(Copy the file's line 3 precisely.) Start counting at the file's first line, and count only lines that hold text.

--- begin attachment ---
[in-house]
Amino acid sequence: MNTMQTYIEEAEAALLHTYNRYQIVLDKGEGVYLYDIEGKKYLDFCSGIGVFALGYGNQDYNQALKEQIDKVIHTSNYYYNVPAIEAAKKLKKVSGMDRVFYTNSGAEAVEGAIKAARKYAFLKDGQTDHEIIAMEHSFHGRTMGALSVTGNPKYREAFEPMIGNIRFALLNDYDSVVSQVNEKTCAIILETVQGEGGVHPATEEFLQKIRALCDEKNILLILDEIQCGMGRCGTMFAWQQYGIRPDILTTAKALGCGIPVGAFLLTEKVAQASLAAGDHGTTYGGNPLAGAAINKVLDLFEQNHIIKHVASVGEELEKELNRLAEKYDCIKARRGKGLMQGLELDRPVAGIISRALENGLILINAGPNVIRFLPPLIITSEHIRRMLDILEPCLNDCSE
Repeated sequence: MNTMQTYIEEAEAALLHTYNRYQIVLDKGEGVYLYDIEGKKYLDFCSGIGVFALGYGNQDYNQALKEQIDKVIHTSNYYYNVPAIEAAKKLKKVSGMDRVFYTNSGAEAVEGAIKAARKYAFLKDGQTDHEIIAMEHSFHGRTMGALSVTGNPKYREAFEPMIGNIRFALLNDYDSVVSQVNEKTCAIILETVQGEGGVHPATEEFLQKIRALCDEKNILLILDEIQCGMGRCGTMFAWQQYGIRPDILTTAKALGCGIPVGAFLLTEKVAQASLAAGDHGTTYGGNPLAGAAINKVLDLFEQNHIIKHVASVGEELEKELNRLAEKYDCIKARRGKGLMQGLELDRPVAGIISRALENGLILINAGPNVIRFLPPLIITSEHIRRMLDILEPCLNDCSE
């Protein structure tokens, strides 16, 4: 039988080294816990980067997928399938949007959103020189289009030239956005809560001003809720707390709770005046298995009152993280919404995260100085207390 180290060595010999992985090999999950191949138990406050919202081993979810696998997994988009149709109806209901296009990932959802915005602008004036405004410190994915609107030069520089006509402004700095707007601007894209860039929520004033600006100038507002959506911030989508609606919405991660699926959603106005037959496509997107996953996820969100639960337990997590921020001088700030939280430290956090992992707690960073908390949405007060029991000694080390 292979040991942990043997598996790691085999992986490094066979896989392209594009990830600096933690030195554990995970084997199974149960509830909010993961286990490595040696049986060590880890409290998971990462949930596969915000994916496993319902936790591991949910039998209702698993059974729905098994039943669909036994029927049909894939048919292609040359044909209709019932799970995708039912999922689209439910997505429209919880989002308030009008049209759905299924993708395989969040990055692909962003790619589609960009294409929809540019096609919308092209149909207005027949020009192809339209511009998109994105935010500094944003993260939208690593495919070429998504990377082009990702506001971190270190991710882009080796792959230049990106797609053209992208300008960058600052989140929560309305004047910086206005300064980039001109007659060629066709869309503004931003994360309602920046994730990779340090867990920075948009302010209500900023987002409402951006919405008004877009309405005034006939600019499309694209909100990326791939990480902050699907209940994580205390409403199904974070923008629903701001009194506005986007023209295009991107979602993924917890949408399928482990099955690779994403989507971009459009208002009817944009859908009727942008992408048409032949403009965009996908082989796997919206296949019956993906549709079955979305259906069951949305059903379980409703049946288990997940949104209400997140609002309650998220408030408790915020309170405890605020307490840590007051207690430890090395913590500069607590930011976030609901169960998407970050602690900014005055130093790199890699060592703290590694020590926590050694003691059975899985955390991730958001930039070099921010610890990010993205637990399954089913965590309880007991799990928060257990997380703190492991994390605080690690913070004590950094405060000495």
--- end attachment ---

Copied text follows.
Repeated sequence: MNTMQTYIEEAEAALLHTYNRYQIVLDKGEGVYLYDIEGKKYLDFCSGIGVFALGYGNQDYNQALKEQIDKVIHTSNYYYNVPAIEAAKKLKKVSGMDRVFYTNSGAEAVEGAIKAARKYAFLKDGQTDHEIIAMEHSFHGRTMGALSVTGNPKYREAFEPMIGNIRFALLNDYDSVVSQVNEKTCAIILETVQGEGGVHPATEEFLQKIRALCDEKNILLILDEIQCGMGRCGTMFAWQQYGIRPDILTTAKALGCGIPVGAFLLTEKVAQASLAAGDHGTTYGGNPLAGAAINKVLDLFEQNHIIKHVASVGEELEKELNRLAEKYDCIKARRGKGLMQGLELDRPVAGIISRALENGLILINAGPNVIRFLPPLIITSEHIRRMLDILEPCLNDCSE